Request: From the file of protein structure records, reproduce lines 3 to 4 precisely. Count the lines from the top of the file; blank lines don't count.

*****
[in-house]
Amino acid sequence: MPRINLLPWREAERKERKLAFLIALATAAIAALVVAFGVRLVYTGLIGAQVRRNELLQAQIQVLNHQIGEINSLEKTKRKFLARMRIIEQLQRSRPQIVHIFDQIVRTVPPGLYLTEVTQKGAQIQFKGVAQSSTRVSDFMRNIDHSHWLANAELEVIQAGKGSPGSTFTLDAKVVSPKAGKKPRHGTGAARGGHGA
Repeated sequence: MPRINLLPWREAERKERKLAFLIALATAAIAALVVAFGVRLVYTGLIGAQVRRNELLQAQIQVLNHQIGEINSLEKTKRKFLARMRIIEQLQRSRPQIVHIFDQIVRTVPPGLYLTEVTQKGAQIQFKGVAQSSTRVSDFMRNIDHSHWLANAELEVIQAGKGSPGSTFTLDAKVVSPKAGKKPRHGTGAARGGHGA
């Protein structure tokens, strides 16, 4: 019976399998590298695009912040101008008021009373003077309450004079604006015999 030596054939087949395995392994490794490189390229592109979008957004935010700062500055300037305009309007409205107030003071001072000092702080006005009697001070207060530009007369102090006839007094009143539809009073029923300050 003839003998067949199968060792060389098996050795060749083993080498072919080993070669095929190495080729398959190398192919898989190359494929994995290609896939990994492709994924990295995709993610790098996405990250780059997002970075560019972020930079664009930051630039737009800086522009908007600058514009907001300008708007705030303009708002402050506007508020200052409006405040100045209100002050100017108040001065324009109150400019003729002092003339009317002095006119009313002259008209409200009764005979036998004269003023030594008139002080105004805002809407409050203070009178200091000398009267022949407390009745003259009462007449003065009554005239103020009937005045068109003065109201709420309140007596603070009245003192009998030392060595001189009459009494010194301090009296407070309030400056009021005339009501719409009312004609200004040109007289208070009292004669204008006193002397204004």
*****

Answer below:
Repeated sequence: MPRINLLPWREAERKERKLAFLIALATAAIAALVVAFGVRLVYTGLIGAQVRRNELLQAQIQVLNHQIGEINSLEKTKRKFLARMRIIEQLQRSRPQIVHIFDQIVRTVPPGLYLTEVTQKGAQIQFKGVAQSSTRVSDFMRNIDHSHWLANAELEVIQAGKGSPGSTFTLDAKVVSPKAGKKPRHGTGAARGGHGA
């Protein structure tokens, strides 16, 4: 019976399998590298695009912040101008008021009373003077309450004079604006015999 030596054939087949395995392994490794490189390229592109979008957004935010700062500055300037305009309007409205107030003071001072000092702080006005009697001070207060530009007369102090006839007094009143539809009073029923300050 003839003998067949199968060792060389098996050795060749083993080498072919080993070669095929190495080729398959190398192919898989190359494929994995290609896939990994492709994924990295995709993610790098996405990250780059997002970075560019972020930079664009930051630039737009800086522009908007600058514009907001300008708007705030303009708002402050506007508020200052409006405040100045209100002050100017108040001065324009109150400019003729002092003339009317002095006119009313002259008209409200009764005979036998004269003023030594008139002080105004805002809407409050203070009178200091000398009267022949407390009745003259009462007449003065009554005239103020009937005045068109003065109201709420309140007596603070009245003192009998030392060595001189009459009494010194301090009296407070309030400056009021005339009501719409009312004609200004040109007289208070009292004669204008006193002397204004």